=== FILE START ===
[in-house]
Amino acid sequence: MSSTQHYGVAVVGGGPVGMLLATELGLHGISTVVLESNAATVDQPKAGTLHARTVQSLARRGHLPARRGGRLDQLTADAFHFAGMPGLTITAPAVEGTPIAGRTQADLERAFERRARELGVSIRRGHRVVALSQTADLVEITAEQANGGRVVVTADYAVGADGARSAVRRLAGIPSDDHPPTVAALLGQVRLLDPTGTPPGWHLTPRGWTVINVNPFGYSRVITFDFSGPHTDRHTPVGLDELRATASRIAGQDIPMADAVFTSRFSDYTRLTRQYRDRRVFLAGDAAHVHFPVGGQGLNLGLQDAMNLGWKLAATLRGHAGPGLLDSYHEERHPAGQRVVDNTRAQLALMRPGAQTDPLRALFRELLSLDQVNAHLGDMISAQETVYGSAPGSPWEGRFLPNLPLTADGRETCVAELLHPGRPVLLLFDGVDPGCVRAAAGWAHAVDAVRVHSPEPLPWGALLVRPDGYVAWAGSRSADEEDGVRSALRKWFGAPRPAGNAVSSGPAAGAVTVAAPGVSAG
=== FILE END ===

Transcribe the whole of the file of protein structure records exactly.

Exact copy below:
[in-house]
Amino acid sequence: MSSTQHYGVAVVGGGPVGMLLATELGLHGISTVVLESNAATVDQPKAGTLHARTVQSLARRGHLPARRGGRLDQLTADAFHFAGMPGLTITAPAVEGTPIAGRTQADLERAFERRARELGVSIRRGHRVVALSQTADLVEITAEQANGGRVVVTADYAVGADGARSAVRRLAGIPSDDHPPTVAALLGQVRLLDPTGTPPGWHLTPRGWTVINVNPFGYSRVITFDFSGPHTDRHTPVGLDELRATASRIAGQDIPMADAVFTSRFSDYTRLTRQYRDRRVFLAGDAAHVHFPVGGQGLNLGLQDAMNLGWKLAATLRGHAGPGLLDSYHEERHPAGQRVVDNTRAQLALMRPGAQTDPLRALFRELLSLDQVNAHLGDMISAQETVYGSAPGSPWEGRFLPNLPLTADGRETCVAELLHPGRPVLLLFDGVDPGCVRAAAGWAHAVDAVRVHSPEPLPWGALLVRPDGYVAWAGSRSADEEDGVRSALRKWFGAPRPAGNAVSSGPAAGAVTVAAPGVSAG